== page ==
In the modern world, love is a word much talked about. We are literally bombarded in the media and popular culture with songs and pictures of what is presented as love. People seek for love in the most unlikely places, whether bars, bookstores or online. Some, in a desperate search for what is after all simple human companionship, resort to personal ads. All of these efforts are product of the alienation, disconnection and loneliness characteristic of capitalist Western culture and particularly in huge impersonal urban areas.
When we speak of love, we often have reference to romantic love connected with marriage. This romantic love has its origins in the Middle Ages in the idea of courtly love. Romantic love has been decimated if not destroyed by the feminist movement, the idea of the sameness, and equality of the sexes, the sexual revolution and the emphasis on sex alone which has come to dominate all forms of literature print and visual.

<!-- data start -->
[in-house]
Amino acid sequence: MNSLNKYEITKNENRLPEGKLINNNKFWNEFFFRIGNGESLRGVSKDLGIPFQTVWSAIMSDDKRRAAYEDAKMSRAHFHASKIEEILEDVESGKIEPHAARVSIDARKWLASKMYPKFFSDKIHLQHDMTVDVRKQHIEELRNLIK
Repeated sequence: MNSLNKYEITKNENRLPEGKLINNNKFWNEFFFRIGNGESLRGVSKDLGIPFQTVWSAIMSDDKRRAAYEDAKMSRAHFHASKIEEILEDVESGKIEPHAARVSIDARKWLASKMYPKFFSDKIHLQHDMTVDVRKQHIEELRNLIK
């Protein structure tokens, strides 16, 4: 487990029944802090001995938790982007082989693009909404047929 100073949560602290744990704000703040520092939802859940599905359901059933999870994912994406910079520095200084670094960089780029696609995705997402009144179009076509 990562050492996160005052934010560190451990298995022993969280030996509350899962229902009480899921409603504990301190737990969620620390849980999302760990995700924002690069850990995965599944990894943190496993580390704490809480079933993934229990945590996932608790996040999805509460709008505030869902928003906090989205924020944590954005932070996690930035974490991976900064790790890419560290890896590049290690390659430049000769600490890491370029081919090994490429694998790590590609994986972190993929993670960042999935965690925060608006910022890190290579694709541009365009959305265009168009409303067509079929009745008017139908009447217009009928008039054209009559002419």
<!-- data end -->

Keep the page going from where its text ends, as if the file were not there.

Of course, it must be said that marriage to some extent is an economic exchange having little to do with the romantic ideal of sex and marriage. Romantic love can be confused with sexual erotic love which is not truly love at all. Erotic love or sexual love is one of many loves we may come to know and understand throughout our lifetimes. There is also love between friends based on equality and equal exchange; unconditional love of a parent for a child; love between siblings, sisters and brothers; love for the animal, dog or cat; and there is also love for nature which is often expressed in great poetry. Finally we come to charity, love of God, the greatest of all loves. It must be said that we can confuse love with receiving and obtaining from others and for many of us, this is what we think love is. This is the selfish love of a child. In fact, love is giving and seeking the good of another. Thus, it must be said that the love of a parent for a child and the love of God for his creatures and creation is the most real of loves involving as it does giving, caring, and sacrifice. At the end of it all, the loves we have and have built throughout our lifetime are crushed and taken from us by death. Death ends all of our loves. However, for the Christian, there is an ultimate answer to the destruction and death of our lives. God is love and He creates and sustains us because he wants to share his infinite and abounding mercy and love. In Christ, we are shown the face of God’s cosmic love. In Psalm 89:48, the Psalmist asks the question: “what man is he that liveth and shall not see death.” The answer of Christ is found in his statement, “I am the man in whom whosoever abideth shall not see death” (John 11:25-26). One might simply say that since God is undying love, the only place outside of heaven where we can be safe from the dangers and pangs of love is in hell itself.